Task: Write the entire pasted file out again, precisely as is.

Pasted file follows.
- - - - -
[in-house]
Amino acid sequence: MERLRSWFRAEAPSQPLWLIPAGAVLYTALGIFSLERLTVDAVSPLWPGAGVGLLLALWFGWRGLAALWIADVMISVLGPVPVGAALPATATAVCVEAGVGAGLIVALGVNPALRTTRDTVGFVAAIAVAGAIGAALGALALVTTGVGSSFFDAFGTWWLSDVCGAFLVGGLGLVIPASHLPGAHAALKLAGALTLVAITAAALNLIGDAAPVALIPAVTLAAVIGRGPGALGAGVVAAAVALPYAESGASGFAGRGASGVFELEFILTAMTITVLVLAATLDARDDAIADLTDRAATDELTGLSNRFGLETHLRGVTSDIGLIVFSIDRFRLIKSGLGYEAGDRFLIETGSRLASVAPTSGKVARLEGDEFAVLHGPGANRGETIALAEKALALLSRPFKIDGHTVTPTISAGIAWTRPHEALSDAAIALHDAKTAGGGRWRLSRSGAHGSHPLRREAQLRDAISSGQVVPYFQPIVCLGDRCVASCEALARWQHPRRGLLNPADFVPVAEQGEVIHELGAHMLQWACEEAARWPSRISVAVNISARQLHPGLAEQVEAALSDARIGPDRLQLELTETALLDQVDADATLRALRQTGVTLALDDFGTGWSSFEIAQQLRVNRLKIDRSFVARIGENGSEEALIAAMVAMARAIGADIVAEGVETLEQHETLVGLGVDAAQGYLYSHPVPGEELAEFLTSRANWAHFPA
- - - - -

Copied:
[in-house]
Amino acid sequence: MERLRSWFRAEAPSQPLWLIPAGAVLYTALGIFSLERLTVDAVSPLWPGAGVGLLLALWFGWRGLAALWIADVMISVLGPVPVGAALPATATAVCVEAGVGAGLIVALGVNPALRTTRDTVGFVAAIAVAGAIGAALGALALVTTGVGSSFFDAFGTWWLSDVCGAFLVGGLGLVIPASHLPGAHAALKLAGALTLVAITAAALNLIGDAAPVALIPAVTLAAVIGRGPGALGAGVVAAAVALPYAESGASGFAGRGASGVFELEFILTAMTITVLVLAATLDARDDAIADLTDRAATDELTGLSNRFGLETHLRGVTSDIGLIVFSIDRFRLIKSGLGYEAGDRFLIETGSRLASVAPTSGKVARLEGDEFAVLHGPGANRGETIALAEKALALLSRPFKIDGHTVTPTISAGIAWTRPHEALSDAAIALHDAKTAGGGRWRLSRSGAHGSHPLRREAQLRDAISSGQVVPYFQPIVCLGDRCVASCEALARWQHPRRGLLNPADFVPVAEQGEVIHELGAHMLQWACEEAARWPSRISVAVNISARQLHPGLAEQVEAALSDARIGPDRLQLELTETALLDQVDADATLRALRQTGVTLALDDFGTGWSSFEIAQQLRVNRLKIDRSFVARIGENGSEEALIAAMVAMARAIGADIVAEGVETLEQHETLVGLGVDAAQGYLYSHPVPGEELAEFLTSRANWAHFPA